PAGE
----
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Over 1,100 Health Data Breaches, but Few Fines

Since October 2009, health care organizations and their business partners reported 1,142 large-scale data breaches, each affecting at least 500 people, to the U.S. Department of Health and Human Services. Of those, seven breaches have resulted in fines.

Has Your Medical Privacy Been Compromised? Help ProPublica Investigate

Help us cover patient privacy and how breaches are affecting patients.

Fines Remain Rare Even As Health Data Breaches Multiply

Federal health watchdogs say they are cracking down on organizations that don’t protect the privacy and security of patient records, but data suggests otherwise.

Net Neutrality May Face an Uphill Battle If History Tells Us Anything

The FCC’s current net neutrality proposal is just its latest attempt at regulating internet companies, but there have been others.

New York City Lays Out Limits on Restraints And Suspensions

Amid recent calls for reform, New York City’s Department of Education is introducing new restrictions on suspending and restraining kids in city schools.

Newly Discovered Evidence is Latest Surprise in Patz Case

Defense lawyers question whether mistrial is warranted after lost evidence surfaces in case of missing boy.

Podcast: When Those We Report On Complain

Lessons from our point-by-point refutation of the Red Cross’ request for corrections, and Does Donald Trump use email?

When a Wildlife Rehab Center Regulates Charter Schools: Inside the Wild World of Charter Regulation

Charter school “authorizers” are charged with making sure schools can be trusted with kids and with public money. Problem is, many lack the tools to do the job.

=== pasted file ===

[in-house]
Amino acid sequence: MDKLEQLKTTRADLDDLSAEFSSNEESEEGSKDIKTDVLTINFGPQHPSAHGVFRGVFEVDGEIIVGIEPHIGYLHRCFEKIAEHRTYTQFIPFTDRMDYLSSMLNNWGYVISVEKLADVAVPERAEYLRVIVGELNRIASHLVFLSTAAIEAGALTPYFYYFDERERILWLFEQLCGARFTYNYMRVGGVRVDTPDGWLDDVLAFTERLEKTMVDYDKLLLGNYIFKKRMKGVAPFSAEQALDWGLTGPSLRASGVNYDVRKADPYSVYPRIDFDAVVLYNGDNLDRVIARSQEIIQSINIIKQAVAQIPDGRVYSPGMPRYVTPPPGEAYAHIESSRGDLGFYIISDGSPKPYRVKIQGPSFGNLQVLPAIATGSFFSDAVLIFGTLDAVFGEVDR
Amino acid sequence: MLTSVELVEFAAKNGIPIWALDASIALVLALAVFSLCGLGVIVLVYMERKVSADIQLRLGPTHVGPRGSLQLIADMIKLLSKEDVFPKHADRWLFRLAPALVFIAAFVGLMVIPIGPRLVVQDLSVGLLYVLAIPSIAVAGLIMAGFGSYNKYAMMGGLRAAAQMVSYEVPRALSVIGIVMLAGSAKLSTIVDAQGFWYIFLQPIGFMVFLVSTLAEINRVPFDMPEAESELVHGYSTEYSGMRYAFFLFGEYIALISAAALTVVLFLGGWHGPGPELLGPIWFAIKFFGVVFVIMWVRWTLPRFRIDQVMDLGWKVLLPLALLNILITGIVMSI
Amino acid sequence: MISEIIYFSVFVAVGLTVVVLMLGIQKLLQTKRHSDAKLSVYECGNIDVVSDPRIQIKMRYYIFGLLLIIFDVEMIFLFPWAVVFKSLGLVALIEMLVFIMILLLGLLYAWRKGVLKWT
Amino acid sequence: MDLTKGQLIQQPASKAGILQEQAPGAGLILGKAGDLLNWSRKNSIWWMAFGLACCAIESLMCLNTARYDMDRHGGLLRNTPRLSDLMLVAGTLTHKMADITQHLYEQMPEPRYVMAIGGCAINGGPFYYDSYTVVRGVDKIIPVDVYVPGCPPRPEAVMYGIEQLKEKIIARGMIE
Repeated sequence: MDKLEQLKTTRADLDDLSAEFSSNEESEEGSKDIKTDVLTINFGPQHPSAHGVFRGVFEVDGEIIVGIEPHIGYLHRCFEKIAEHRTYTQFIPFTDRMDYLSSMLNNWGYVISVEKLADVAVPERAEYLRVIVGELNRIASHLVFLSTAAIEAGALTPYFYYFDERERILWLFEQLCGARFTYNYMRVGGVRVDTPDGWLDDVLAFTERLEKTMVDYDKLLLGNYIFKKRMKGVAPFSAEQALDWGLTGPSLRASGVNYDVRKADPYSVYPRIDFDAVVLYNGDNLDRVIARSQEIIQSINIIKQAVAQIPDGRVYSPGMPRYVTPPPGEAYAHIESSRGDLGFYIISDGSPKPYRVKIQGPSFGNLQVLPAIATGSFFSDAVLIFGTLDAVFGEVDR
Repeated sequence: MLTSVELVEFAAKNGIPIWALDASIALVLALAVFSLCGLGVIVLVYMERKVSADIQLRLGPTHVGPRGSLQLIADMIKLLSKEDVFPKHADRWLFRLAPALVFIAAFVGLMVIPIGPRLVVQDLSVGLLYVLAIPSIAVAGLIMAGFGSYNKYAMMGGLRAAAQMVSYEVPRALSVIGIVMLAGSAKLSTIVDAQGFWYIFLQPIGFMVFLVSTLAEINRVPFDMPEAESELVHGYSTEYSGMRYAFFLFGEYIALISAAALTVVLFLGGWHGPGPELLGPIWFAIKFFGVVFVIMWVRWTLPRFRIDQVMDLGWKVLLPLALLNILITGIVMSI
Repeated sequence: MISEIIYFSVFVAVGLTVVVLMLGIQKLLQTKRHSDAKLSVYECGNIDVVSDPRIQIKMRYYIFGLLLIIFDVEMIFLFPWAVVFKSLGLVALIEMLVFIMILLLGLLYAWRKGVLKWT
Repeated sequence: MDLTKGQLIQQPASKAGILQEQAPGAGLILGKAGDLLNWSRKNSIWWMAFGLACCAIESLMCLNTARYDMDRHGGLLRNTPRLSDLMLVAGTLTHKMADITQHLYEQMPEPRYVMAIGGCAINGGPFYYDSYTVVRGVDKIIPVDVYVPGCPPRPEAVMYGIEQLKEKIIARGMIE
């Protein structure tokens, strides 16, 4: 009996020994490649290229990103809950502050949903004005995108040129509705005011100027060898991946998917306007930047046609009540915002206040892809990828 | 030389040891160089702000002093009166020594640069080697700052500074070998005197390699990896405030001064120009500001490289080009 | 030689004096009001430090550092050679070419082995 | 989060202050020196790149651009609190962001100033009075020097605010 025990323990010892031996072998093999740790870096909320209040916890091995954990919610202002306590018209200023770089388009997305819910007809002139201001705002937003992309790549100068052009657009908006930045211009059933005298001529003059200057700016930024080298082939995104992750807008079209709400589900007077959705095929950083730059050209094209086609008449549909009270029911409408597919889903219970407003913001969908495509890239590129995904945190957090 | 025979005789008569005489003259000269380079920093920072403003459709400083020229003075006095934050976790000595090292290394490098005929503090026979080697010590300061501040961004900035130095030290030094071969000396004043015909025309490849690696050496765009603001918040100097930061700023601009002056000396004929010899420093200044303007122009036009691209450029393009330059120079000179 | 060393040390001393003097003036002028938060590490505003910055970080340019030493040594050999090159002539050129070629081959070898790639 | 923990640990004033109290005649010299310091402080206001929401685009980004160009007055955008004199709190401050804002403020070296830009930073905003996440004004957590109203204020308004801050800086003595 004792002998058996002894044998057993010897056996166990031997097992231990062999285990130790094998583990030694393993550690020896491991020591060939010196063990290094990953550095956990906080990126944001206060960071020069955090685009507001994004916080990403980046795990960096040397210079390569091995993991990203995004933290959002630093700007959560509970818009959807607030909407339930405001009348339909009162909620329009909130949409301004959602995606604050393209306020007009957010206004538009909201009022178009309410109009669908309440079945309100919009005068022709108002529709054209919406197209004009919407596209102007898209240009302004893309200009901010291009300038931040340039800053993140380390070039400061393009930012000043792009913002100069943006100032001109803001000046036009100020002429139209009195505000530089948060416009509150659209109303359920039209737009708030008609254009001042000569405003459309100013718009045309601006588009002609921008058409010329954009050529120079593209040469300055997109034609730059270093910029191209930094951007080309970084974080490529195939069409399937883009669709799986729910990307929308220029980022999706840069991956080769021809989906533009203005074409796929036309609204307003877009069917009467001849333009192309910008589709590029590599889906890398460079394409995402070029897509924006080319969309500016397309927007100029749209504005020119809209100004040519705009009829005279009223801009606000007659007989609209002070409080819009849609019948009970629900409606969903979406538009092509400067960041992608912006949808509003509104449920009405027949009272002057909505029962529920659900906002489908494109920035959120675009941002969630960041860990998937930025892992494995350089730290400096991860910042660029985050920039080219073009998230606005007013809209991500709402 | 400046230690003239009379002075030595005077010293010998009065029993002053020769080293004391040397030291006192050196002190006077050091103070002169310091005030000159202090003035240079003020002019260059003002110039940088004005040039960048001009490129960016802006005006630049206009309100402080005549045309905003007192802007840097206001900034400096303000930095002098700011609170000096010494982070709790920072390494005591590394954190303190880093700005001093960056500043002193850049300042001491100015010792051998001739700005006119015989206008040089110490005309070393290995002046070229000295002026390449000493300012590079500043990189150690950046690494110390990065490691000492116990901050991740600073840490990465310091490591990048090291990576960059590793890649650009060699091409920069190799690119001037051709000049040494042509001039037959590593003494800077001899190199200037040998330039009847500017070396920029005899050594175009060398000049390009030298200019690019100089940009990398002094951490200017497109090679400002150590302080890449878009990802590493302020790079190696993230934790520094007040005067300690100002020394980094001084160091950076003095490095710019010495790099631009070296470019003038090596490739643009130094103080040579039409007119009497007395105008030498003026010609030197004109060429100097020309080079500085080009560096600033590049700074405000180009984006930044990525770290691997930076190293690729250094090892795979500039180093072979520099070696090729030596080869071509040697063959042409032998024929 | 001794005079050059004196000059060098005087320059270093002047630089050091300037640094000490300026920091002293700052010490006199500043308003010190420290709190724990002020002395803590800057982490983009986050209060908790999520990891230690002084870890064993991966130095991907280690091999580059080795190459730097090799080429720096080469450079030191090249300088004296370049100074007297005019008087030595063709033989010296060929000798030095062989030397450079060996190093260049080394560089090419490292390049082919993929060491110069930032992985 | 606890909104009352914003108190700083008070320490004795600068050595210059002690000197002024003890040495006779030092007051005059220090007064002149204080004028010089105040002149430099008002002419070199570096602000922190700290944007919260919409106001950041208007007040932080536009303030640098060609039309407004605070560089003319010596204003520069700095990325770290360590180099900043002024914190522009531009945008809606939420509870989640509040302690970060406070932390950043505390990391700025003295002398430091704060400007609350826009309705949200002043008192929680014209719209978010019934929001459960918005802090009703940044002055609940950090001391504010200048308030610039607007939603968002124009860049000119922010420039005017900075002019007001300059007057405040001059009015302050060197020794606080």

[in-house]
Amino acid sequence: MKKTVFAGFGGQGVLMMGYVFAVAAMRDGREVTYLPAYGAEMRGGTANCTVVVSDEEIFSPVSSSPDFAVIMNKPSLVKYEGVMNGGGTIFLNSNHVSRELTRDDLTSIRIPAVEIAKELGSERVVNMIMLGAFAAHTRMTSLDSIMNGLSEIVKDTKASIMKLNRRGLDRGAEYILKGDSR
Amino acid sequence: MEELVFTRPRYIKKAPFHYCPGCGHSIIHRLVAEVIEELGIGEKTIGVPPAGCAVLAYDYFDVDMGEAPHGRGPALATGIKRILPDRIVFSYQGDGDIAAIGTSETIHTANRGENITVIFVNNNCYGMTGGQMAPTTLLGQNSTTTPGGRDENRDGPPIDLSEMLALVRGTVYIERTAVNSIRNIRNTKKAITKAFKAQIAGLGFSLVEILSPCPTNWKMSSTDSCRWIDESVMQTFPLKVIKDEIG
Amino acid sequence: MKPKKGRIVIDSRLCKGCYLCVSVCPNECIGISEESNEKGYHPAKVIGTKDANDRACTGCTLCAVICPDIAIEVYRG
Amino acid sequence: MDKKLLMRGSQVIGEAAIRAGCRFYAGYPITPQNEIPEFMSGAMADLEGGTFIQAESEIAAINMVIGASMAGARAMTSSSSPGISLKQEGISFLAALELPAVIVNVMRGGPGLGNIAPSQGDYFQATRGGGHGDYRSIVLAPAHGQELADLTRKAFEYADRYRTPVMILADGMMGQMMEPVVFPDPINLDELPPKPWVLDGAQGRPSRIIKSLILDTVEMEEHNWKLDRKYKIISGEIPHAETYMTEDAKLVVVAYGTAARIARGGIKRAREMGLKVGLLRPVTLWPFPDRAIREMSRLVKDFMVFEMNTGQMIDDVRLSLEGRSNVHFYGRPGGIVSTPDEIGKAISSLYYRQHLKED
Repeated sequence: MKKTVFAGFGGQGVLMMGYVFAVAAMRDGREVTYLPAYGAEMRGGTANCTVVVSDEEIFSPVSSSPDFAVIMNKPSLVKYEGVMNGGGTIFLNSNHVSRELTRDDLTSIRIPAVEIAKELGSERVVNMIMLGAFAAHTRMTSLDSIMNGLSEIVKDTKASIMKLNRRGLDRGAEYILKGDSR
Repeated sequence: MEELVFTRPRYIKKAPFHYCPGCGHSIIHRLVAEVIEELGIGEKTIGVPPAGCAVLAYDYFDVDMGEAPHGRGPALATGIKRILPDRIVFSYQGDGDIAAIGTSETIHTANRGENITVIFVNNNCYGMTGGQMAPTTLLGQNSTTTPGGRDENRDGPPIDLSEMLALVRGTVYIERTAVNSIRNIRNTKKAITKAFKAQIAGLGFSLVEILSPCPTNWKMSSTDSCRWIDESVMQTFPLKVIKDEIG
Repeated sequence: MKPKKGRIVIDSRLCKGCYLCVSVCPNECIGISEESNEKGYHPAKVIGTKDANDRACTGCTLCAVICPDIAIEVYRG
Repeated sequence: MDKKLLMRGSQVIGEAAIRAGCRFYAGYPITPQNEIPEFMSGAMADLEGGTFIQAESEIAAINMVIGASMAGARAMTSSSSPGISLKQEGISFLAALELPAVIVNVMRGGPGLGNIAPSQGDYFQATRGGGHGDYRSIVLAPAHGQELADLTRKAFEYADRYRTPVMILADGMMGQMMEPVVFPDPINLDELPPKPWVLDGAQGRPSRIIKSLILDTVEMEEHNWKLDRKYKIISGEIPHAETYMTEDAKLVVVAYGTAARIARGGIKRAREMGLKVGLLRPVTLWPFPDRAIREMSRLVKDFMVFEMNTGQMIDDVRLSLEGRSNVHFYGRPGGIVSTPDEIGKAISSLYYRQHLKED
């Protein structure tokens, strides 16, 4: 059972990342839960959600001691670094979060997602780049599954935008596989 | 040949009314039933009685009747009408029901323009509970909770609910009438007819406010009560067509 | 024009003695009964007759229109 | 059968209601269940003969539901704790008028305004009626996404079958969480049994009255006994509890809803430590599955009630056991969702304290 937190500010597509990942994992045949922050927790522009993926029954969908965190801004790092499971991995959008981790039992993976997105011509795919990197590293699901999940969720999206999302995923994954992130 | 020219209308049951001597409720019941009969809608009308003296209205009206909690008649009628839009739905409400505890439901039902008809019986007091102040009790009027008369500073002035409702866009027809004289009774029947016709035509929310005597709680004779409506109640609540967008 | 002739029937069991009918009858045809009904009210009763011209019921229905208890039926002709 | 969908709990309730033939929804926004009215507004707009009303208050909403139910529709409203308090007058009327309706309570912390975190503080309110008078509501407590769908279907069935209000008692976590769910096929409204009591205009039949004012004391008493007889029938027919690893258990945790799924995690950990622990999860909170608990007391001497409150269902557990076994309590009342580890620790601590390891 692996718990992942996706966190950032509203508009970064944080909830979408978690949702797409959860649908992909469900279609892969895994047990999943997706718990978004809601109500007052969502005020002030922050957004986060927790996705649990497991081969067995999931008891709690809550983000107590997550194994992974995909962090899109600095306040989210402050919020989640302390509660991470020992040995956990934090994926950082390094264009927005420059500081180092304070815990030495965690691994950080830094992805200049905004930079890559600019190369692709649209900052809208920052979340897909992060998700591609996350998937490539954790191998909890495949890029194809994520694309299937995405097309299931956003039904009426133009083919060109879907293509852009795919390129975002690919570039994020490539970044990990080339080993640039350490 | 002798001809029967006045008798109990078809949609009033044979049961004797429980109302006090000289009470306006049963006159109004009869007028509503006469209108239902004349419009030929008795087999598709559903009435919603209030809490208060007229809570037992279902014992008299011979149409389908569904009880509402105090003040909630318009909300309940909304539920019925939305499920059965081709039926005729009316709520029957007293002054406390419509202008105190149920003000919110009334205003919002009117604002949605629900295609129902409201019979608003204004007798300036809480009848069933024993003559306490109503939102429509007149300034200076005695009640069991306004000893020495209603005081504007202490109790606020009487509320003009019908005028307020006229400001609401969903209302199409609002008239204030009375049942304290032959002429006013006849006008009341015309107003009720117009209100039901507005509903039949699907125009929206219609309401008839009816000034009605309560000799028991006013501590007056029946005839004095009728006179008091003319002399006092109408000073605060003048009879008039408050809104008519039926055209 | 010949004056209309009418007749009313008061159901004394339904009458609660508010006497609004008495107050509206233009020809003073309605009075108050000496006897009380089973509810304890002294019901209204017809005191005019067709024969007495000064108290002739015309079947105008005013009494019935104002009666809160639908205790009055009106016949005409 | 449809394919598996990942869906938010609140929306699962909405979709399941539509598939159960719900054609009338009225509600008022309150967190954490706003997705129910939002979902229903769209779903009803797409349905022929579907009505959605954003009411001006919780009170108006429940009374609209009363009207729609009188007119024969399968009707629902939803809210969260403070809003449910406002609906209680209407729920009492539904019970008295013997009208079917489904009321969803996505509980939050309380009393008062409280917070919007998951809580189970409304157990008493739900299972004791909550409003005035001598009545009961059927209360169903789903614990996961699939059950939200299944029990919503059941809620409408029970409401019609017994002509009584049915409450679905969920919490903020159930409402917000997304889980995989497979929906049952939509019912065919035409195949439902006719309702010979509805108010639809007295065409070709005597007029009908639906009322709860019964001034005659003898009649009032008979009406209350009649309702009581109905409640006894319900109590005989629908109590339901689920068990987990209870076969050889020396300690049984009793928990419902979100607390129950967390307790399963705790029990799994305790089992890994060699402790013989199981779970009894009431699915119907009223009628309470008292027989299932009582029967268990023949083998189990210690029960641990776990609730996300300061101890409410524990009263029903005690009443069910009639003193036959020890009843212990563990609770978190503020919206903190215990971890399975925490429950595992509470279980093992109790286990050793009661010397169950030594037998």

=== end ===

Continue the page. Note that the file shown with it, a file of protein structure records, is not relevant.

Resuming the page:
Red Cross Demands Corrections to Our ‘Misleading’ Coverage. Here’s Our Response

The Red Cross' response comes months after our initial coverage, which we stand by.

In Complicated Patz Case, Informant Could Testify About Suspect Not on Trial

The defense in the Patz murder trial will argue another man is more likelier the killer of the young boy. Jack Colbert might help make that case.

Podcast: An Expert’s Take on a High-Profile ‘Suicide’ in Argentina

Sebastian Rotella on the death of a powerful Argentine prosecutor and the ways a long history of corruption stokes suspicions of foul play.

A History of Violence: Accusations But No Justice in Liberia

Many of those accused of unspeakable brutality during Liberia’s civil war have never been formally tried.

Internet Censorship in China: We’ll Sing it for You

One Chinese government agency is so proud of how well they censor the Internet that they put their feelings to music.

Connecticut Schools Pin Down and Restrain ‘Staggering’ Number of Kids

A new state report found one public school student was restrained more than 700 times in one year.

Judge in Patz Case Forced to Justify Secrecy Decisions

News organizations ask New York appellate court to force judge to unseal hearings on evidence and jurors in famous missing child case.

Alberto Nisman and Argentina’s History of Assassinations and Suspicious Suicides

Whether the crusading prosecutor's death is found to be a suicide or homicide, many Argentines probably won't believe it. The past has taught them to always look for the sinister explanation.

February 2015

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